Like

  2. Hey Katie,

    New to the blog but I wanted to share a tip on wound care. I worked up to the last year as a Registered Nurse in home care and wound care of elderly was a huge part of it. Having said this, you are probably the expert on wounds in Africa (with the malnutrition and local knowledge etc…)

    One tip I wanted to share was the making of Saline. Two cups of water at a rolling boil for 10min.
    Add 1 tsp of salt.
    Stir with a spoon that has been boiling in the water.
    Cover and let cool.
    Pour liberally on wound to wash it out.

    The temptation with wounds is to use peroxide but avoid this temptation. It fizzes nice and does a great job of cleaning but also kills all the new skin cells. It's great for the first clean, but after that stick to saline.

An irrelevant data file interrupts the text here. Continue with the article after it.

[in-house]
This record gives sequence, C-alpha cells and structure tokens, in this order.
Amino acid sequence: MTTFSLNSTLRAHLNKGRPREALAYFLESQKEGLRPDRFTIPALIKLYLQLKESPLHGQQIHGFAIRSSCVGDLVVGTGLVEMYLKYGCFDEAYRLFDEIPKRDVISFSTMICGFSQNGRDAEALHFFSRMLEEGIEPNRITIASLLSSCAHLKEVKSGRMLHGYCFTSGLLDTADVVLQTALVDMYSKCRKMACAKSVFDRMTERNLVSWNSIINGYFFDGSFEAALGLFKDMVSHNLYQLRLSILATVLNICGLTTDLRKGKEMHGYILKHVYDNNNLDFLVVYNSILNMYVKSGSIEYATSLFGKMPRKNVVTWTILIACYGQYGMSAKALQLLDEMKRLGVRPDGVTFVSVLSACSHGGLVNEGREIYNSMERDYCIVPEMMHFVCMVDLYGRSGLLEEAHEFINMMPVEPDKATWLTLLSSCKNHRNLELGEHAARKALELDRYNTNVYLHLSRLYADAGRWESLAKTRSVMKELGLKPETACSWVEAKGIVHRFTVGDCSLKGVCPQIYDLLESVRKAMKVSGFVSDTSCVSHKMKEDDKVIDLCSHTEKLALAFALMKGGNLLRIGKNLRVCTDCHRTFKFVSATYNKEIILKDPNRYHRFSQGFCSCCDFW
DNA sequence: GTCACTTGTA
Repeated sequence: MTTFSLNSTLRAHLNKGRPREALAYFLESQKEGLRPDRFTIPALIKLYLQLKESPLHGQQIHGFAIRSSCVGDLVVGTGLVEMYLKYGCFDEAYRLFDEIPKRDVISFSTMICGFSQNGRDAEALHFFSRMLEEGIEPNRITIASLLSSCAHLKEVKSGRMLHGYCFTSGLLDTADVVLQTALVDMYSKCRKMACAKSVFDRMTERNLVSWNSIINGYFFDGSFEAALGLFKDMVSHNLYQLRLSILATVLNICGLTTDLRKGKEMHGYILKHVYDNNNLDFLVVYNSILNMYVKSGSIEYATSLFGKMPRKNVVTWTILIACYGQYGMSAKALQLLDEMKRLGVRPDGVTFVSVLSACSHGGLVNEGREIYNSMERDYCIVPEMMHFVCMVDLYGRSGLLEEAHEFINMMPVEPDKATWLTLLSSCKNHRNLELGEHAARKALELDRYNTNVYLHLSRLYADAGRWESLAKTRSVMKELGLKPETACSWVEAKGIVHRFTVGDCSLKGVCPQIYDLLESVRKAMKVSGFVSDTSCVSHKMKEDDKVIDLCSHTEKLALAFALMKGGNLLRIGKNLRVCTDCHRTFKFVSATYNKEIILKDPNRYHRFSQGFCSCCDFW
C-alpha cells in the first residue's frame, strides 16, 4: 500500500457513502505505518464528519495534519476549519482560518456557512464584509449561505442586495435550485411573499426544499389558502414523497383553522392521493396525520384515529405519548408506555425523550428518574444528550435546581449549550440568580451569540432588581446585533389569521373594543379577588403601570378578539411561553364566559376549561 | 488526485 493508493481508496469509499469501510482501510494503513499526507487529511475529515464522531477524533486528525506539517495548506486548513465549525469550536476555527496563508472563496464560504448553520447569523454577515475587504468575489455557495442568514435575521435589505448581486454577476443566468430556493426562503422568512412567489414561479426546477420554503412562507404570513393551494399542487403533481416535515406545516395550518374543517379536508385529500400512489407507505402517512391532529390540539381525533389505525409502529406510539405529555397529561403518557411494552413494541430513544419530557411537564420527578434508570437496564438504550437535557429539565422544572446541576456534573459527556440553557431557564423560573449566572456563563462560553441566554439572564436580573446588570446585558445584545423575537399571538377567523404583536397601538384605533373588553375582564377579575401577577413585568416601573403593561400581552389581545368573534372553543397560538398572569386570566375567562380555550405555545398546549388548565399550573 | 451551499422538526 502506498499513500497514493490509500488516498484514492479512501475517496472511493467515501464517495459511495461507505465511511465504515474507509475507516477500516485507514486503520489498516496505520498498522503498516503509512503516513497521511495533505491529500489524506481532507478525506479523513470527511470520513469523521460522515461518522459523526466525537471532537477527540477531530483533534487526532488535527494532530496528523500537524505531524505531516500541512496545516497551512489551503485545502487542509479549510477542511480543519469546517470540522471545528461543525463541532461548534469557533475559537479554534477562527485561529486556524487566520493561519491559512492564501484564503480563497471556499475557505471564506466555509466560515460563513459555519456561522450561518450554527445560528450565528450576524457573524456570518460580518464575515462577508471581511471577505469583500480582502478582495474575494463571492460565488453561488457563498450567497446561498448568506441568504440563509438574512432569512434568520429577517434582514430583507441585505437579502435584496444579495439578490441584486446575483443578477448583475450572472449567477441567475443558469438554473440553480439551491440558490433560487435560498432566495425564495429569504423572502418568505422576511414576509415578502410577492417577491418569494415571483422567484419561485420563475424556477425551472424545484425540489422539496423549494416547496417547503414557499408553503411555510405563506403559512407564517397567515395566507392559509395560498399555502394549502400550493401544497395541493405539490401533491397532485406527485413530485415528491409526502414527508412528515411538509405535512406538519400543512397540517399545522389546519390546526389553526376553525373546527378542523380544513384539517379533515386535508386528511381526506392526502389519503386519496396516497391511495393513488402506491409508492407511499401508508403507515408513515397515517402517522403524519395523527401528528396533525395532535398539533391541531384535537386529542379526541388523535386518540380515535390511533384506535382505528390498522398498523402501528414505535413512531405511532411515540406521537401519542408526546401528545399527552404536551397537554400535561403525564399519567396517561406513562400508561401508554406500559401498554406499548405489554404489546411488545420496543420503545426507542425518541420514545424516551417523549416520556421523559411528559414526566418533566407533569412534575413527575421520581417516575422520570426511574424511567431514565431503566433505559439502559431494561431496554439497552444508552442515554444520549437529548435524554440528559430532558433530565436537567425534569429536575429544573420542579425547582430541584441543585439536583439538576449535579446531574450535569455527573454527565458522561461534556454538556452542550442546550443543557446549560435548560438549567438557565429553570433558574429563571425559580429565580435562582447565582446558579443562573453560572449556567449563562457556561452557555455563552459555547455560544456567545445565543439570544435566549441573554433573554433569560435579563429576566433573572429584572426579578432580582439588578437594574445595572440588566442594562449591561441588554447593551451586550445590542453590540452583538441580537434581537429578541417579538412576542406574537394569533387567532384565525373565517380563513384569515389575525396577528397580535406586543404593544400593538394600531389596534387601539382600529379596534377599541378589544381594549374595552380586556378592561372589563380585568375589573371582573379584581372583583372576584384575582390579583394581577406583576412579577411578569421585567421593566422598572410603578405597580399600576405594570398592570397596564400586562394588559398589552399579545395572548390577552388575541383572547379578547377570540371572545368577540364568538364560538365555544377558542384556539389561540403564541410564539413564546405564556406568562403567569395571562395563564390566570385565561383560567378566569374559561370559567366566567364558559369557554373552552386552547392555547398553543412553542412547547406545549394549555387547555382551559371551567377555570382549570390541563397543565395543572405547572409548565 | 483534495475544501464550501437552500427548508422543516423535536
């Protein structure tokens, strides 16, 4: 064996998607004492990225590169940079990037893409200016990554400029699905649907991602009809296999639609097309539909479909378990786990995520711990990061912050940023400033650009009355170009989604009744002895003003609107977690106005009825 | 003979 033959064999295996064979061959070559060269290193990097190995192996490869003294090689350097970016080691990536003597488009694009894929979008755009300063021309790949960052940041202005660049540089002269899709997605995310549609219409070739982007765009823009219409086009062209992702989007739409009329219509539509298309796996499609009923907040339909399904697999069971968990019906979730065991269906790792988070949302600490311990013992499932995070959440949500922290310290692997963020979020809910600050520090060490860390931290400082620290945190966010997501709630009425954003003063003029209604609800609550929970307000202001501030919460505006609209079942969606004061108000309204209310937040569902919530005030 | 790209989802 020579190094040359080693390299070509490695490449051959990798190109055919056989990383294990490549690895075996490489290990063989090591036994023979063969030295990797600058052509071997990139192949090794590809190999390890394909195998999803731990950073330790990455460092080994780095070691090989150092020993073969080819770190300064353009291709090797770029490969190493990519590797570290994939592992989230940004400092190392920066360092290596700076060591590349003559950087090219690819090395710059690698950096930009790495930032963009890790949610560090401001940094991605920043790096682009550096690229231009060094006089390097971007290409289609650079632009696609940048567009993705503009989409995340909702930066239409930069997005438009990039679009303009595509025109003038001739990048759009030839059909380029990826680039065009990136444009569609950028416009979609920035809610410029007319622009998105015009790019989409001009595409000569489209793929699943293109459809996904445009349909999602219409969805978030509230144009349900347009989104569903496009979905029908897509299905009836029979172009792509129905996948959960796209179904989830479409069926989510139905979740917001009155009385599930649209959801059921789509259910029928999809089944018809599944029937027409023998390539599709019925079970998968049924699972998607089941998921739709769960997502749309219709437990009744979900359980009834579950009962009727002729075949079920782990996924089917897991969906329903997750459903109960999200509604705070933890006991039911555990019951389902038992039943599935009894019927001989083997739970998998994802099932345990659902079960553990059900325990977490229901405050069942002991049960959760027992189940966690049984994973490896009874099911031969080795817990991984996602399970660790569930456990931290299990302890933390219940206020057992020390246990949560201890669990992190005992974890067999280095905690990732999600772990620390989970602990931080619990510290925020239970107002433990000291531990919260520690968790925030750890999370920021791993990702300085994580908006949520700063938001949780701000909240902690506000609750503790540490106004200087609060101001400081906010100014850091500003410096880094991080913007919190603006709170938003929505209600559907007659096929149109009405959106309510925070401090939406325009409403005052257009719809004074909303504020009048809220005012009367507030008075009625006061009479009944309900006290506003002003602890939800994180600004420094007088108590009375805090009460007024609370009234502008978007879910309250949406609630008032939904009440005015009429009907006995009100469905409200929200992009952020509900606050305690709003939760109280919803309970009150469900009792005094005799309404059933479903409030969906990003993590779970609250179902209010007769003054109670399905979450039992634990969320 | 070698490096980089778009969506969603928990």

In the end, the body heals itself and all we can do is support this process. Clean daily, keep moist, (not wet, not dry)

    On a deepish wound that is healing, scabs are not your friend. Don't pull the out but if the wound it moist enough and covered enough they won't form. On the other hand, if the wound looks like it's been soaking in a bathtub it's too wet (macerated). Rinse the wound and leave it open to dry a bit (making sure not to walk around and get it full of dirt.) Another way to dry a wound is to change it more frequently so the moisture in the covering isn't held against the skin.

    With as many kids as you are working with, a pot of saline ready to poor on any wound large or small would be handy to have on hand… as a parrent I always thought that I should have a spray bottle full of saline would be handy but… keeping it sterile is a challenge (It's good for 24 hours when open to air.)

    Incredible work that you are doing…

    God bless.

    Pastor Sean – Grace Lutheran Church, Edson Alberta, Canada

    Like